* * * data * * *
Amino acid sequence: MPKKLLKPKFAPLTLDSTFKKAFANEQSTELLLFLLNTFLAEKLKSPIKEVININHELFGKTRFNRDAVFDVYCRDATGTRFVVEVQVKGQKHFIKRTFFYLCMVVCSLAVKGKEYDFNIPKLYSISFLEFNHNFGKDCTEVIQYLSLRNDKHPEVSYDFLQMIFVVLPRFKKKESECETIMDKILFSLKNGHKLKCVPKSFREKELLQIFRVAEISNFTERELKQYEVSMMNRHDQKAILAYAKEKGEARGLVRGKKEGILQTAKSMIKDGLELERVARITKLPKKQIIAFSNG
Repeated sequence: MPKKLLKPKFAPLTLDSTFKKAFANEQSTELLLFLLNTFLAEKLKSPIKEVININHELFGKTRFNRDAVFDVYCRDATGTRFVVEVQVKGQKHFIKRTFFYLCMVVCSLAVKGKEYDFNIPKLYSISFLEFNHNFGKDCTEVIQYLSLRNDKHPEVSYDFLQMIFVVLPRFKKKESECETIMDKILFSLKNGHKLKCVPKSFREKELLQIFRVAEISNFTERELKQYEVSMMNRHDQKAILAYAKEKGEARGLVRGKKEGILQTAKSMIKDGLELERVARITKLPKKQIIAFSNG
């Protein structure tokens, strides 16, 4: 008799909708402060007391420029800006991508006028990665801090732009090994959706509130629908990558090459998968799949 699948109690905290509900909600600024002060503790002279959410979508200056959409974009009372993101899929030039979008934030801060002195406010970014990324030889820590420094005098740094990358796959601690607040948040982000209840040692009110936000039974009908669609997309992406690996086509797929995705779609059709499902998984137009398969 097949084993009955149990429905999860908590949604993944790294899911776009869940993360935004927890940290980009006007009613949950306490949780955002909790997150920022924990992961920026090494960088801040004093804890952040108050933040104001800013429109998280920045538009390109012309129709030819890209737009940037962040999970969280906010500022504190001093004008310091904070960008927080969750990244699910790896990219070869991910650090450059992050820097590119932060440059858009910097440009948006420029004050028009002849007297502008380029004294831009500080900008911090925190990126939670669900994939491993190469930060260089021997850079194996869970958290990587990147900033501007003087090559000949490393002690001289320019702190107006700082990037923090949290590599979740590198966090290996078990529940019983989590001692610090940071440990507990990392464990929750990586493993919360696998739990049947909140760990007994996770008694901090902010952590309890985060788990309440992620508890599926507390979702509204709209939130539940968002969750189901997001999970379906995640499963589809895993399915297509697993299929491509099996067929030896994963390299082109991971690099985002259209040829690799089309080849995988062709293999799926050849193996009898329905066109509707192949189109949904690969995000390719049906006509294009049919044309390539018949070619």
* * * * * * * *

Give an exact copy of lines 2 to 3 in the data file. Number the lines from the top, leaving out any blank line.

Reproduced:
Repeated sequence: MPKKLLKPKFAPLTLDSTFKKAFANEQSTELLLFLLNTFLAEKLKSPIKEVININHELFGKTRFNRDAVFDVYCRDATGTRFVVEVQVKGQKHFIKRTFFYLCMVVCSLAVKGKEYDFNIPKLYSISFLEFNHNFGKDCTEVIQYLSLRNDKHPEVSYDFLQMIFVVLPRFKKKESECETIMDKILFSLKNGHKLKCVPKSFREKELLQIFRVAEISNFTERELKQYEVSMMNRHDQKAILAYAKEKGEARGLVRGKKEGILQTAKSMIKDGLELERVARITKLPKKQIIAFSNG
């Protein structure tokens, strides 16, 4: 008799909708402060007391420029800006991508006028990665801090732009090994959706509130629908990558090459998968799949 699948109690905290509900909600600024002060503790002279959410979508200056959409974009009372993101899929030039979008934030801060002195406010970014990324030889820590420094005098740094990358796959601690607040948040982000209840040692009110936000039974009908669609997309992406690996086509797929995705779609059709499902998984137009398969 097949084993009955149990429905999860908590949604993944790294899911776009869940993360935004927890940290980009006007009613949950306490949780955002909790997150920022924990992961920026090494960088801040004093804890952040108050933040104001800013429109998280920045538009390109012309129709030819890209737009940037962040999970969280906010500022504190001093004008310091904070960008927080969750990244699910790896990219070869991910650090450059992050820097590119932060440059858009910097440009948006420029004050028009002849007297502008380029004294831009500080900008911090925190990126939670669900994939491993190469930060260089021997850079194996869970958290990587990147900033501007003087090559000949490393002690001289320019702190107006700082990037923090949290590599979740590198966090290996078990529940019983989590001692610090940071440990507990990392464990929750990586493993919360696998739990049947909140760990007994996770008694901090902010952590309890985060788990309440992620508890599926507390979702509204709209939130539940968002969750189901997001999970379906995640499963589809895993399915297509697993299929491509099996067929030896994963390299082109991971690099985002259209040829690799089309080849995988062709293999799926050849193996009898329905066109509707192949189109949904690969995000390719049906006509294009049919044309390539018949070619």